“Remediation is a longer term process aimed at returning the site to its previous state. There are several ways to achieve international standards of restoration depending on whether the spill is on Land or Swamp terrain.

“Three methods of Remediation are in use on Land – Remediation by Enhanced Natural Attenuation (RENA), Remediation by Stabilization / Solidification and Low Temperature Thermal Desorption. The RENA technique is the predominant method in use and may be applied in-situ (treating the soil on site) or ex-situ (removing the soil to be cleaned elsewhere and returned site).

Crude theft and pipeline vandalism

The Pipelines and Products Marketing Company, PPMC, a subsidiary of the Nigerian National Petroleum Corporation, NNPC, recently decried that  “The nation is losing huge amount of money to the spate of vandalism across the country, both on crude theft and refined products.”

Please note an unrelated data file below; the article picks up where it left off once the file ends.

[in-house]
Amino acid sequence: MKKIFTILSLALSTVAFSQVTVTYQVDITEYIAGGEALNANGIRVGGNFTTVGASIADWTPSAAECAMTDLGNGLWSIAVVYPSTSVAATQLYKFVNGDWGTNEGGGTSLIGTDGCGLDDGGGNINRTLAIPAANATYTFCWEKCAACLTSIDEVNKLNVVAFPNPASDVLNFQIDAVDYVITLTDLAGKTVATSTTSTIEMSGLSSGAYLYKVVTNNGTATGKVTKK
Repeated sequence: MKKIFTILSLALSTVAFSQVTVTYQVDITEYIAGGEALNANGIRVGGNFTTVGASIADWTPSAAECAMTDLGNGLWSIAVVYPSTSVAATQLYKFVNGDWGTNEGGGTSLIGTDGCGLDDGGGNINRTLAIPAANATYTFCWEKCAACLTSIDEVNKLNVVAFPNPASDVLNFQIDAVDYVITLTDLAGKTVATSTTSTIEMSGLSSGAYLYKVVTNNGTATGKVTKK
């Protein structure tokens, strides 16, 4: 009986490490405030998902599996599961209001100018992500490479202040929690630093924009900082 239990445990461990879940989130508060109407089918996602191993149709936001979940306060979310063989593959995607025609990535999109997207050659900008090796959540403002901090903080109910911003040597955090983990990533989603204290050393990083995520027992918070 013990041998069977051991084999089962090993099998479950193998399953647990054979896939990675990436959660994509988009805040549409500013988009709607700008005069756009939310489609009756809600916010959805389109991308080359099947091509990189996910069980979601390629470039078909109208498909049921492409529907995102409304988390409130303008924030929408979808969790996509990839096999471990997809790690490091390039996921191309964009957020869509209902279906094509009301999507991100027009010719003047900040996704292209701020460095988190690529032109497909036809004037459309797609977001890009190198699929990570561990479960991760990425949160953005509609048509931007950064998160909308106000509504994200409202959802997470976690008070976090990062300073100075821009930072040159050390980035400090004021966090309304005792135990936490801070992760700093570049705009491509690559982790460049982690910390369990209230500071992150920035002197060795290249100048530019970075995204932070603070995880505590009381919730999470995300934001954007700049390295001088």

It added that “over N90billion was lost to crude oil theft against N10billion lost to refined products stolen in 2011. In 2012 alone, stealing of crude oil through pipelines reduced to N 42billion, while products theft increased to N20billion.”

Last November, US-based, International Energy Agency, IEA, reported that Nigeria was losing about $7billion annually to oil theft, adding that theft and sabotage often led to pipeline damage, and caused oil firms to cut output.

The IEA said, “Flooding and large-scale theft of crude drove Nigerian oil output to the lowest level for more than two years in October 2012. Oil production in the country fell to 1.95 million barrels per day in October, with production in recent months hovering between two million and 2.5 million barrels per day. The drop from September to October was around 110,000 bpd, leaving Nigerian production at the lowest level in around two and half years.